Take Your Power Back
We all like the idea of getting along.
In business relationships specifically, harmony is an essential ingredient in successful, long term relationships. If we have harmony, we have alignment, we have consensus (at least in terms of direction), we have the grounds for collective momentum.
The trick is in making sure that the basis for that harmony is real. Harmony isn’t about happiness, hugs and kisses. It’s often hard to get to, many times requiring debate, disagreement and (periodic) discontent. Achieving real harmony is almost always hard work. Because real harmony should be bred on the back of difficult conversations and an open airing of views, particularly dissonant ones.
So it’s incumbent on all parties to be open, to engage in the debate and have the hard arguments. It doesn’t help to “go with the flow”, to give in or, to acquiesce in the “interests of harmony”. That doesn’t help anyone, especially you (if you’re the one always doing the acquiescing).
Because while you think it’s a compromise, it isn’t. A compromise suggests both parties gave to get to a resolution. Here, the only one who gave in was you, and on things that actually meant something to you. And that doesn’t help anyone in the long run.
Look, I know it’s easy to let it go and just get along. We rationalize these things to ourselves all the time.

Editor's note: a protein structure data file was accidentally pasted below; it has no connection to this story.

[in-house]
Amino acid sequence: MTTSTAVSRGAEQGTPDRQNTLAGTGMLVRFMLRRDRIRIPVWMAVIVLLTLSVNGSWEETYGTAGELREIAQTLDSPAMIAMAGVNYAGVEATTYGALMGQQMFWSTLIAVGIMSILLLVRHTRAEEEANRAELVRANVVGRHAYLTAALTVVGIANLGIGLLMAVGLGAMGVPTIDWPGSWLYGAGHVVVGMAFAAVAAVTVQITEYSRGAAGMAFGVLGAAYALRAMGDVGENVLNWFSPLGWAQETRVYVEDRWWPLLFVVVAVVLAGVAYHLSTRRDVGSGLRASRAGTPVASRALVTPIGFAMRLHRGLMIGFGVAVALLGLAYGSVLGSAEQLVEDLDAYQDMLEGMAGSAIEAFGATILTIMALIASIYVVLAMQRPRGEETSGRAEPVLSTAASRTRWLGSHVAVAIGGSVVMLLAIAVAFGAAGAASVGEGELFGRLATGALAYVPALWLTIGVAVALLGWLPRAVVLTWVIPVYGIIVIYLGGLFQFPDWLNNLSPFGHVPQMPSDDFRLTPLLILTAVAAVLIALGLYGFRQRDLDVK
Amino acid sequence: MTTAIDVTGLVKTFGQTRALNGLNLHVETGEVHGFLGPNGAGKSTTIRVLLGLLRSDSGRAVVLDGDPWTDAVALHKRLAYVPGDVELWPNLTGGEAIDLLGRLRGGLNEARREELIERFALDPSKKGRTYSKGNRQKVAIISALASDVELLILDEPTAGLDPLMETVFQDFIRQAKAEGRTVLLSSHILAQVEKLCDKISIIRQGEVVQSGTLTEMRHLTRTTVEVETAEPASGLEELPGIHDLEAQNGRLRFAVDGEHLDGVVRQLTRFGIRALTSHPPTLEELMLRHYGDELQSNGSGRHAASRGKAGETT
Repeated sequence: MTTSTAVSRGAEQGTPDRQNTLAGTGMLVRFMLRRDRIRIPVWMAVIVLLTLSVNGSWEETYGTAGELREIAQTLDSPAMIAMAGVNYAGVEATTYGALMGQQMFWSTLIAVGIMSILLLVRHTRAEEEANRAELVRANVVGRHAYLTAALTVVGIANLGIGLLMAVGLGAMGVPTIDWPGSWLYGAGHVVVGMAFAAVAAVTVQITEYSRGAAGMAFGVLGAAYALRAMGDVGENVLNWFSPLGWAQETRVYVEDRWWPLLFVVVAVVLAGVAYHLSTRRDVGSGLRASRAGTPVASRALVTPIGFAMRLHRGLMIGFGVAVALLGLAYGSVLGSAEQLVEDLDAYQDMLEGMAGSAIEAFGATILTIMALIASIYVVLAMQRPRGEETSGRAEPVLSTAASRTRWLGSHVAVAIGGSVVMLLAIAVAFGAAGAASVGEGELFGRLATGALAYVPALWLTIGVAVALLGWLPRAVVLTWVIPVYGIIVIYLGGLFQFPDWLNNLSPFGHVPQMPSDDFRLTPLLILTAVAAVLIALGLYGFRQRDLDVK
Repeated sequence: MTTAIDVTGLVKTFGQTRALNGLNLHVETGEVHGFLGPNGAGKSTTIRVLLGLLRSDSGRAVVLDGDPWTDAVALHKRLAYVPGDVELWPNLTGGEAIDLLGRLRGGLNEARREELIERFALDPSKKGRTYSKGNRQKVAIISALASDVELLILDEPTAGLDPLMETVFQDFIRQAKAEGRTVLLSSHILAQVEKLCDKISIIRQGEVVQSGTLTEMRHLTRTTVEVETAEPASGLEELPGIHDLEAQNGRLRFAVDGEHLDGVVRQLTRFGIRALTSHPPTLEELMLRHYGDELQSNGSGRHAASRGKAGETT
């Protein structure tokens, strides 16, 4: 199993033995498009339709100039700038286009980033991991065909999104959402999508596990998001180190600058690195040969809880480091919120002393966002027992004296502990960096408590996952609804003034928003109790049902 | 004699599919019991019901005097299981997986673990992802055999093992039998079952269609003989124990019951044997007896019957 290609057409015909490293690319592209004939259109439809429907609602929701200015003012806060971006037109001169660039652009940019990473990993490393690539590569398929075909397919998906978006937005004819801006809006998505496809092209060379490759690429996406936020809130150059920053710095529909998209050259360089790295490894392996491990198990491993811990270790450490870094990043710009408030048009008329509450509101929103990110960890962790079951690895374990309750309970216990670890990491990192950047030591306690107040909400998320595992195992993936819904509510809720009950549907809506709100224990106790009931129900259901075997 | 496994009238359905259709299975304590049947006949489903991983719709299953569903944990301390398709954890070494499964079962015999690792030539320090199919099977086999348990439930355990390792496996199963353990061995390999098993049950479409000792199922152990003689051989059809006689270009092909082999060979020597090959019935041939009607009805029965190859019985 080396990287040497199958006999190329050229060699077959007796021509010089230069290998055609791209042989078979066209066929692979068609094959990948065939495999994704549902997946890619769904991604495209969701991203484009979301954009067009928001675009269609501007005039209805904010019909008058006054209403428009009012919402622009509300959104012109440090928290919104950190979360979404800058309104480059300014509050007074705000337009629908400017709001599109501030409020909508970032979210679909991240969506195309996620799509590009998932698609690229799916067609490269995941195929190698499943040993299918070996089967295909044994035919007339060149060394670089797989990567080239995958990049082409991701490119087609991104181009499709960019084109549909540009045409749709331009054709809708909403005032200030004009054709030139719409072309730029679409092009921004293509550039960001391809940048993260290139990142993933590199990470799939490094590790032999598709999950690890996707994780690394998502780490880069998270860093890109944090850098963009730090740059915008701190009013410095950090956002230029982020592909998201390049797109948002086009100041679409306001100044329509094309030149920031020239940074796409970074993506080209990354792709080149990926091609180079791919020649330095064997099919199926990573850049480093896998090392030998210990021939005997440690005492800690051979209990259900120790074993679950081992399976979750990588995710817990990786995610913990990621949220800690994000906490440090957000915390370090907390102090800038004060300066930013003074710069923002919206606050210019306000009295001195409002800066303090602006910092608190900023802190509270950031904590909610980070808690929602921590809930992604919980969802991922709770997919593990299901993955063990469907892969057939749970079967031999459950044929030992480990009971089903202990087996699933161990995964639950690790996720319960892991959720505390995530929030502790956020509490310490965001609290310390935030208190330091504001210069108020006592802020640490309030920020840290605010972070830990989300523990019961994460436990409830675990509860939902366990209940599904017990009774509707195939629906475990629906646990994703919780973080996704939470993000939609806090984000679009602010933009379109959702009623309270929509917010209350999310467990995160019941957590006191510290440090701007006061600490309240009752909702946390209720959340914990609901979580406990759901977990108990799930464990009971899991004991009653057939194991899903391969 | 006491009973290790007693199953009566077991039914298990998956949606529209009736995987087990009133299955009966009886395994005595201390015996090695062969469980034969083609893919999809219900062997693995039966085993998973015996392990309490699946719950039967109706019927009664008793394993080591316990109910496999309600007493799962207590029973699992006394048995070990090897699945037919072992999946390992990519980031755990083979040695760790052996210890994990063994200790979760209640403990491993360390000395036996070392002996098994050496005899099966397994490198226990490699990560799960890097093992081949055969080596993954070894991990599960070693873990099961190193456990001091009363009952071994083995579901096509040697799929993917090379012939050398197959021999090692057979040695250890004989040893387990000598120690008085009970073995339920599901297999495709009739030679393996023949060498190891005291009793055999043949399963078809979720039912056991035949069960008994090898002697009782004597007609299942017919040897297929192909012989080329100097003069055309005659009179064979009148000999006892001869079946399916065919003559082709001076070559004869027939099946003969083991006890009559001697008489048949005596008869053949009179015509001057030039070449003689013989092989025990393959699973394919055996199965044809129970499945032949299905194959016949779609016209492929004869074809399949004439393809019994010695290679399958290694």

This isn’t that big a deal.
I’ll be able to change it later.
Or worse, it doesn’t matter to me. (Which is all fine - as long as it really doesn’t matter to you.)
Slowly but surely, though, these giveaways - that are explained away “in the interests of harmony” just chip at the block of confidence, of trust, of relationships.
They result in you giving your power away.
And I don’t mean power in the winner-takes-all, I-must-have-it-and-you-can’t sense. I mean personal power that is assertive and aligned with our values yet still generous and well-intentioned and thoughtful.
And when you give that kind of power - your power - away, you can never have harmony. There can only be disharmony.
The little compromises, the small gives? They don’t matter, so long as they truly aren’t important. It’s the big ones that’ll get you.
That’s the thing to remember. Don’t give away that kind of power.